Sure, we all know crime doesn’t pay. The bad guys get caught and go to jail. It’s not the kind of life most of us work for. While it doesn’t pay, crime sure does cost – all of us, and a lot of money.
A single homicide or murder costs $17.25 million; each rape over $448,000. The study used information from several states, and focused on factors like costs to the victims, criminal justice costs, and how much we’re willing to pay to prevent future crimes.
Not So New?
Sadly, while the study may be new, the trend is old. For example, 2006 Department of Justice (DOJ) data show federal, state, and local governments spent about $214 billion for police, jails, and legal actions.
2007 DOJ numbers don’t show any signs of decreasing costs, either.
What Can We Do?
How can we lower costs and curb crime at the same time? Some suggest:
- Invest in education. It’s argued that many turn to crime because of poor education opportunities. Better schools and keeping our children in them lower crime rates
- Increase money on social services. Having easy and legal access to basic needs and necessities makes someone less likely to commit a crime to get those basic needs and necessities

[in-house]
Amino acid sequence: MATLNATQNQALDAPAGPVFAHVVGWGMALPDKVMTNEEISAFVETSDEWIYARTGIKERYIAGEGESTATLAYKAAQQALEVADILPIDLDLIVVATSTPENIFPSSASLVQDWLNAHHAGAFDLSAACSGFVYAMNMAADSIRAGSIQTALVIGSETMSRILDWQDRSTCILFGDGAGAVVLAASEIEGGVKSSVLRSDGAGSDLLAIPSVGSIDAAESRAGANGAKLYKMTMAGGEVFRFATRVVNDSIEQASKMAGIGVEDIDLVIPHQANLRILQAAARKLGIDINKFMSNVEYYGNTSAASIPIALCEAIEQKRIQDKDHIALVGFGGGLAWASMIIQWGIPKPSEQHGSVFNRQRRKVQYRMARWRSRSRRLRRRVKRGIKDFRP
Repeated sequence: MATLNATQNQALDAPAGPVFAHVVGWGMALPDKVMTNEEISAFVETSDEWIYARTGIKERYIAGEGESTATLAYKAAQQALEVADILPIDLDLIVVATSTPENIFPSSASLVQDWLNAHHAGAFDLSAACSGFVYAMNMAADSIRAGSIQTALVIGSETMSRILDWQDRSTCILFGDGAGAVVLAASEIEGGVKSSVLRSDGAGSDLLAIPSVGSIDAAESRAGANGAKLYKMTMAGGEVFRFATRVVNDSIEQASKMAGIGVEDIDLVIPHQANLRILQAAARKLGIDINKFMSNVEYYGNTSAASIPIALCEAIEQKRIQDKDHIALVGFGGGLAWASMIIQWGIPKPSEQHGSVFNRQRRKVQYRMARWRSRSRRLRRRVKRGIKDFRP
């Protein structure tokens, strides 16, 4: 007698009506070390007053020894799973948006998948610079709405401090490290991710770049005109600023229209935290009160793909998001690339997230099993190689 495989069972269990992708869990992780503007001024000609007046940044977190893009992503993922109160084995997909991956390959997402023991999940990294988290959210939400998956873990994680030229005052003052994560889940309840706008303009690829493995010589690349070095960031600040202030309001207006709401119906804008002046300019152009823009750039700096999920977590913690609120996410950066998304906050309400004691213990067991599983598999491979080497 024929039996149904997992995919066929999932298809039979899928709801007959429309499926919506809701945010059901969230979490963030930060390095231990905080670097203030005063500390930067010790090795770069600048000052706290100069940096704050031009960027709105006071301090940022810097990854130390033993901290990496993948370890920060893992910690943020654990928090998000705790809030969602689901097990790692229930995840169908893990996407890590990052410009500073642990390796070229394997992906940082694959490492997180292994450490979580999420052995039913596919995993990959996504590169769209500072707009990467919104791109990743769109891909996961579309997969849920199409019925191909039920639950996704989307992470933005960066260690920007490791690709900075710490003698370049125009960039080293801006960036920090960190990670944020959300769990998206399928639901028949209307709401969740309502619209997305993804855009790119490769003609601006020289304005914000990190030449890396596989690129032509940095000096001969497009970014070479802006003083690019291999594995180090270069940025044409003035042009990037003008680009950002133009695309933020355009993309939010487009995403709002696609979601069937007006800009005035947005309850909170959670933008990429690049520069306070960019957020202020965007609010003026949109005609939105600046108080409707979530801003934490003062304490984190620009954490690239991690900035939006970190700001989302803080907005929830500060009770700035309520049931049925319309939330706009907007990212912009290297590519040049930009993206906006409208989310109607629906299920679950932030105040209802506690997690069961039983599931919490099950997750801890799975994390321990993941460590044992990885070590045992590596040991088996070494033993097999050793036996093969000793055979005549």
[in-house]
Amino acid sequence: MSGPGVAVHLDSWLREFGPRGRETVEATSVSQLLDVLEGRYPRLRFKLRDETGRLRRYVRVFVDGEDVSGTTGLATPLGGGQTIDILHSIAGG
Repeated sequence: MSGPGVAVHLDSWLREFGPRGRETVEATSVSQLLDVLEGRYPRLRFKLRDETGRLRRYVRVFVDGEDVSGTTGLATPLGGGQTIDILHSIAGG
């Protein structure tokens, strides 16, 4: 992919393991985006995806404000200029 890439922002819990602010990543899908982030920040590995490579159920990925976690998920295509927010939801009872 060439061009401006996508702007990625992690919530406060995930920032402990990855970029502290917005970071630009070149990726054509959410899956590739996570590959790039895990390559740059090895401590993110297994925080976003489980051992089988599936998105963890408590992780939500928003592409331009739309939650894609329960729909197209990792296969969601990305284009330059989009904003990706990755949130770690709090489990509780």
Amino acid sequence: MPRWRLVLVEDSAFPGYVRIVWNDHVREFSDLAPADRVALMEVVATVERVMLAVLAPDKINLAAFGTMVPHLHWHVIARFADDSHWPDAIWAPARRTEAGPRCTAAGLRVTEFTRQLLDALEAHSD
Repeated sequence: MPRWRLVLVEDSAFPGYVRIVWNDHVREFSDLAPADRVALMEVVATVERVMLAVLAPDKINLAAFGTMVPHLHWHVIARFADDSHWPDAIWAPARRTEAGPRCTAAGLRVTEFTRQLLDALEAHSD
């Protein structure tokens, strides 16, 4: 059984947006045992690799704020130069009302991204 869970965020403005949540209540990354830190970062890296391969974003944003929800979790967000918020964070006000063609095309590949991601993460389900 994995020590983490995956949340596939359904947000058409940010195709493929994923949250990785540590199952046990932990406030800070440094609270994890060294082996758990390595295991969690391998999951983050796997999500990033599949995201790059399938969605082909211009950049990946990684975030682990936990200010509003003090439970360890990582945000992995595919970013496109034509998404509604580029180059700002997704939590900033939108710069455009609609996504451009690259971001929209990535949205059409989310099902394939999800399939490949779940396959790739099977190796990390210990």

- Curb repeat offenders. A 2009 study in Alaska shows savings of hundreds of millions each year by spending more on educational programs to keep inmates from committing new crimes after being released
- Don’t vote against that tax levy for paying police officers. Use this crime calculator to see how the crime rate in your area increases when fewer police officers patrol
In the end, we all pay for the crimes others commit. We have to find a way to protect our safety and our wallets.
Questions for Your Attorney
- What happens to the money paid by criminals when they’re fined?
- Can prisoners be forced to pay for or work-off some of the costs of keeping them in jail?
- Is a state legally liable if a known criminal, who isn’t in jail because of lack of jail space, commits a crime and hurts someone?